(See Part 1)
Year 13 (AP World, CP World, WASC)
Again I had another epic group of AP World students. This was the year of the revolution. My period 2 AP World History class staged a revolution in the weeks following our French Revolution unit. They had a series of demands. While I may have granted a few of them, it was only because I was secretly crushing their spirits. To this day, I reference it as just a mere failed rebellion. They closed out the year by putting post-its all over my car on the day of the final. I was neck deep in couple PBS projects all year and this when I took on the role of WASC Coordinator.
Year 14 (AP World, Photo, WASC)
After a part time Photography position opened up, I convinced my principal to let me take it on while keeping my two AP World History classes. As it turns out, this decision once again changed everything. I would find and embrace this new challenge by teaching a purely project-based class while getting my academic fix with a couple AP history classes. When I walked into the photo class, there were five digital cameras and six computers. We spent most of our time doing black and white film. Which is fun and all, but not as relevant in today’s world. When I left in October 2014, I had 60+ digital cameras and a computer for every kid. It also let me rediscover, refine, and redefine my style as a photographer and artist. Photography was always a personal journey for me, teaching brought together my worlds. I also stopped wearing ties.
This year’s AP students were the best I would have in my 6 year run. A huge group of them were pure academics, who embraced the class. Unlike most groups, they were also a community before and after my class – one that I would continue to be a part of for the next two years as many signed up for my photo classes. It was my finest and most rewarding year as a history teacher. Everything clicked. I just about fully flipped the classroom second semester and redefined my perception of being a teacher. It was my move to a totally student-centered class. This was also the year of the field trip-gone-wrong – one of those students made a pretty bad decision on a field trip that resulted in her arrest and the five other students getting suspended. The day after the trip was my lowest moment as a teacher.
Year 15 (AP World and Photo)
Can’t say I remember a lot about AP World History. Matt and I continued the transformation of the class to move it away from regular lectures. In photography, I was able to grow the digital resources. I connected with an inspiration photo teacher from another school and figured out how to teach the course in a way that made sense. We held the first annual READ contest (that continues in my absence today). I had a mixed Beginning and Advanced Photo class that pushed all the limits (artistic and others) and made me laugh every day (full of former AP World students from the last two years). Reuben and I began presenting workshops together as we took over the BTSA technology requirement.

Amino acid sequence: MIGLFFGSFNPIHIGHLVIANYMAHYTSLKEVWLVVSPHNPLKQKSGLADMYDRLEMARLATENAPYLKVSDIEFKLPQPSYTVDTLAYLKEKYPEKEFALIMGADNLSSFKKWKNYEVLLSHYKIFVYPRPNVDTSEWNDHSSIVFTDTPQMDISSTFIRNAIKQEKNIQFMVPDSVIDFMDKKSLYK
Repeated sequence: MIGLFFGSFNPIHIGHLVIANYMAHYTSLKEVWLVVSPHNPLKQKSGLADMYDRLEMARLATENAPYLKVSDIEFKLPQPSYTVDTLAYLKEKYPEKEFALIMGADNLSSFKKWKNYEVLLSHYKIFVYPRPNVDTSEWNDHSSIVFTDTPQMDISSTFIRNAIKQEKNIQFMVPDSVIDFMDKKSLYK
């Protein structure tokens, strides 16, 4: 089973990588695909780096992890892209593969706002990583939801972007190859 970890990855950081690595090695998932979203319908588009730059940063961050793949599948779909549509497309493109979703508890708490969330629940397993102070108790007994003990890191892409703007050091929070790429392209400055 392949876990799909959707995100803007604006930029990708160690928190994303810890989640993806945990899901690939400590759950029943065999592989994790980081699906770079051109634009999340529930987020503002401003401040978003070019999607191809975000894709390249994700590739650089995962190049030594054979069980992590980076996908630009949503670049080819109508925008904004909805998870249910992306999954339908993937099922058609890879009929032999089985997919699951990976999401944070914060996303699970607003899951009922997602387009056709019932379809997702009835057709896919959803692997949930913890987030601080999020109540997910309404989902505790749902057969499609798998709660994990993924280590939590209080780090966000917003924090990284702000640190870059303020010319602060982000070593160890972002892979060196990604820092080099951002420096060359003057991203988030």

Year 16 (AP World and Photo)
This year was another turning point. It was a year of travel. I started the summer with a trip to Philadelphia for ISTE, a trip to London and Paris with my wife, a week in Beijing doing technology staff development for my friend Scott’s international school, a trip for CUE to do PD in Cleveland, and finally 15 days in Europe with 25 students. I still have vivid memories of walking through the rubble of a Beijing hutong and along the Great Wall on a foggy afternoon. That summer trip allowed me to finally bring one group of students to Europe, fulfilling a teaching bucket list item from my own high school days.
While technology professional development was a constant throughout my career, Reuben and I stepped up our game significantly at the district, SDCUE, and around the county. It was also my AP World swan song. I had so many projects and plans that something had to give. We closed out the year with what I would consider the soul of the course – the movie Lagaan. In photography we, officially started our CTE Pathway with a great group of students demonstrated streaks of artistic genius and who would become family.